“The unachievable ‘beauty’ standards and the constant pressure on women from advertisements and mass marketing to look a certain way are just one of the many prejudices, fetishes and, as Evelyn Reed puts it in her book, ‘indigestible baits’ of capitalist society to keep us women from taking our rightful place in the revolutionary fight for freedom against the oppressive system that is capitalism.”
Princess Nemenzo, as she is known to everyone, said that she had read some of Reed’s writings decades earlier. “There is no denying that women’s oppression started with the emergence of private property relations when women also became property,” she said. But there is a “continuing debate in the women’s movement over what keeps women oppressed,” with some feminists arguing it comes from a “patriarchal system making women subservient to men.”
“In the labor force we don’t get the same pay and conditions,” she added.
“If biology was women’s destiny we would be confined to the four corners of the house. We’re not baby machines. It is important for us to have control of our reproductive lives,” said Nemenzo.
Concluding the panel talks, Waters said, “Pathfinder has published both these books for the same reason — because they are needed by working people the world over. They help arm us with knowledge of revolutionary struggles of the working class and the political foundations necessary to prepare us to meet the great historical challenge of our epoch — putting an end to the dictatorship of capital.”
She pointed to the Cuban Revolution as “the clearest political example of what the revolutionary mobilization of the working class and its allies can accomplish.”
Why do we feel inferior?
A lively discussion followed the talks at the book fair event. The first speaker stated, “Filipinos hate ourselves — we want to change the color of our skin, our noses, our accent, and rush to leave the country whenever possible. We’re from different ethnic groups. How can we live together and have respect for each other?” This “national inferiority” theme was later echoed in various ways by other participants.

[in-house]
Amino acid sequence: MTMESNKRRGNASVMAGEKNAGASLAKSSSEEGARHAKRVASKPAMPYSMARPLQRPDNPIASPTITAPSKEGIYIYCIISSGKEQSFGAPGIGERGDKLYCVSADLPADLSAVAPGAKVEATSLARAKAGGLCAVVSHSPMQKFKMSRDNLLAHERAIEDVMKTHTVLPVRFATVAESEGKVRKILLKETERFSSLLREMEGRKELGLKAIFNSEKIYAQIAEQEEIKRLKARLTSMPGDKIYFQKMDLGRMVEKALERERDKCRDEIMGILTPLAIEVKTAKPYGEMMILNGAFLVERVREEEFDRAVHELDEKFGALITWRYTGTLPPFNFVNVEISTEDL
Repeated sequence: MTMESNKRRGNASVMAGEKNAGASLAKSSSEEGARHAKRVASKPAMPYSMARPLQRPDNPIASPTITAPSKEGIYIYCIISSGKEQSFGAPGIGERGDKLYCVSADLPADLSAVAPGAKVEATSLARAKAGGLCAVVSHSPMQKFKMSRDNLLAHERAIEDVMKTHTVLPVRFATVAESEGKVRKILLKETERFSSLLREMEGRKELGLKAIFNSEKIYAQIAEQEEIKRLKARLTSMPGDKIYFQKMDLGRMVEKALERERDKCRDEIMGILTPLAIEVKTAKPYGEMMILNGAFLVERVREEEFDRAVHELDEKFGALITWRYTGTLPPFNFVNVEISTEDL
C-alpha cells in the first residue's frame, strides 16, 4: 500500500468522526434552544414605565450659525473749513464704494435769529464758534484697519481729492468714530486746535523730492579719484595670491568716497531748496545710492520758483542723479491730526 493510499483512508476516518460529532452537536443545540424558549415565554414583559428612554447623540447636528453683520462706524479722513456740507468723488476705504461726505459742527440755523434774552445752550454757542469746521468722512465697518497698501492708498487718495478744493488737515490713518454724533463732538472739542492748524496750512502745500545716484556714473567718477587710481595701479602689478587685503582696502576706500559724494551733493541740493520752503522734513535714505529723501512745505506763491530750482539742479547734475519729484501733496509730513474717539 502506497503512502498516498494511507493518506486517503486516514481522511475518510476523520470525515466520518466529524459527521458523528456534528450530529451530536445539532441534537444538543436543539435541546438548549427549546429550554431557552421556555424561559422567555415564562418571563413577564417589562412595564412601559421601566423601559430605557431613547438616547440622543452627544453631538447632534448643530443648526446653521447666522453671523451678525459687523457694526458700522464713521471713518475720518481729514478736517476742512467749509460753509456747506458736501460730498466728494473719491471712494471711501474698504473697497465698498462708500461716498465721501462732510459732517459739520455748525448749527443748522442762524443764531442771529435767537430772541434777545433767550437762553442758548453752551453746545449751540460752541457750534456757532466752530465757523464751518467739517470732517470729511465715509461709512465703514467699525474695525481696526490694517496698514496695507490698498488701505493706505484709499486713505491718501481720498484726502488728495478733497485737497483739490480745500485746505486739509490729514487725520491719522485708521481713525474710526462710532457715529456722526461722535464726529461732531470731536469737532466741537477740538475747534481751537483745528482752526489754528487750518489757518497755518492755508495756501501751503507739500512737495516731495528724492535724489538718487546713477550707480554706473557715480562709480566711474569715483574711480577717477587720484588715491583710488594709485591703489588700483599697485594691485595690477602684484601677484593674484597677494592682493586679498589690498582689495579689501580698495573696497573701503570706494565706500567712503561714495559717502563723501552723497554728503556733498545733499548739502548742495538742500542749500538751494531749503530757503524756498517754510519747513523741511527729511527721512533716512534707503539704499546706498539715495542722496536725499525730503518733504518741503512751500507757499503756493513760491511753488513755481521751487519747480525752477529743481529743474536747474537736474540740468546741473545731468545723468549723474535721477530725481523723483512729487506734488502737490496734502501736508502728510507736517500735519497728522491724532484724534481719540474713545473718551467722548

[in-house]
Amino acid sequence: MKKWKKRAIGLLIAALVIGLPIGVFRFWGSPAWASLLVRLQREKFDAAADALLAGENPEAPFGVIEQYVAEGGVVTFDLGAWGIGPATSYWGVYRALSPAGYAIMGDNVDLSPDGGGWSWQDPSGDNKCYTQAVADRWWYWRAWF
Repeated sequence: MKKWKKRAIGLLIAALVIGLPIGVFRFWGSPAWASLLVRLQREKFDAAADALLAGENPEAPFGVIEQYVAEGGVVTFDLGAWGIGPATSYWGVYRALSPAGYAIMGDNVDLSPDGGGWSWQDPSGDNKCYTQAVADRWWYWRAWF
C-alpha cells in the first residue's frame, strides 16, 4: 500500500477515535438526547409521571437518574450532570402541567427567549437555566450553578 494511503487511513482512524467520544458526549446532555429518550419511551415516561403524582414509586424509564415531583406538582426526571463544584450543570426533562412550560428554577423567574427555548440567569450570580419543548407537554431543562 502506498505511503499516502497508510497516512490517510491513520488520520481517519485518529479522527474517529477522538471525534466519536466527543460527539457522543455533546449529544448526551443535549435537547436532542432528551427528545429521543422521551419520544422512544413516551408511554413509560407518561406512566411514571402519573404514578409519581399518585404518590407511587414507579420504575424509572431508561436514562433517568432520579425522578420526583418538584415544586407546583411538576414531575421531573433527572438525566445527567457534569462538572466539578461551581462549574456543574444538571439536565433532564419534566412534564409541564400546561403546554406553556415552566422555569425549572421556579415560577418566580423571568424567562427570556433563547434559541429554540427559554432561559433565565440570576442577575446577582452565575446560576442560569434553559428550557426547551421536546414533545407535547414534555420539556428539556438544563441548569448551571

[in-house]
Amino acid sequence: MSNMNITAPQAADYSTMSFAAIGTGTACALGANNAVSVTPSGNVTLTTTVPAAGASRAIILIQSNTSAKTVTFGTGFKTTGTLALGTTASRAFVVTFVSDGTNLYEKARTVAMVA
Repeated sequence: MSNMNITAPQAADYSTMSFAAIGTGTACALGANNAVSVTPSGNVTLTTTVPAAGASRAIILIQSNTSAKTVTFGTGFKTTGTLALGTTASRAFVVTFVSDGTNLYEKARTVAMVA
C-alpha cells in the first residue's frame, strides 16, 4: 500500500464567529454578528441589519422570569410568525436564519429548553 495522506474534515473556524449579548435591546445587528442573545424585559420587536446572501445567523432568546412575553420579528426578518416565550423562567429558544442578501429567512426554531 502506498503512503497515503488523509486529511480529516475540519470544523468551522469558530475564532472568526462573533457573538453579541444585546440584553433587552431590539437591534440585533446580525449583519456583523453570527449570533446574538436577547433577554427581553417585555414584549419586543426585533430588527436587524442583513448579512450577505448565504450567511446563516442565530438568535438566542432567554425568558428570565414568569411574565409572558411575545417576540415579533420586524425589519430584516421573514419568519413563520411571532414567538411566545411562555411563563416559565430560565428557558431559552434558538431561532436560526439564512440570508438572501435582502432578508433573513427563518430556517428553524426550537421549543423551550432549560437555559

“We’re not born hating ourselves,” Embate answered. “I never thought my skin color was a problem but everything around me told me it was. It’s the capitalist system that makes us feel inferior and prospers if we hate who we are.
“Our struggle is not in any way different from the struggles of working-class people in other countries,” she added. “We may be born in different countries but our experiences are similar.”
Fredda Ruth Rosete, a young Filipina, asked: “I want to be fashionable and to look attractive to the opposite sex. I’ve been told I’m contributing to my own oppression. Is that true?”
“The answer is no!” Waters replied. “But we have to be conscious of the pressures on us generated by the capitalist system and not let that determine our lives. To get a job we not only have to sell our labor power, we have to sell ourselves, to dress the way the bosses demand. But we don’t have to adapt to their values. We have to understand and fight to change class society that so horribly distorts all human relations.”
“In class society it is the ruling class that defines what is beautiful,” Waters added. “They try to impose their morals on all of us. It goes without saying that they see workers as stupid, ugly and immoral.” Cosmetics, Fashions, and the Exploitation of Women helps us understand “that if women’s oppression began with the rise of class society it has not existed for all time,” she said. “If it had a beginning, it will also have an end. And that is what we’re fighting for.”
U.S. class struggle
Another participant commented that he’s heard many Filipinos working in the U.S. are backward politically and are supporters of President Donald Trump. “Filipinos in the U.S. are overwhelmingly working class,” Waters responded. “The liberal bourgeoisie and well-off petty-bourgeois layers consider that anyone who voted for Trump is backward, and a racist to boot.”
“Look at what has happened to the working class in the United States in the last decade and more — from the loss of jobs, homes, pensions, to the toll on working people taken by the wars, the opioid drug crisis, the highest incarceration rate in the world, the deepening class divisions. These things are often not seen from outside the U.S.,” the SWP leader said.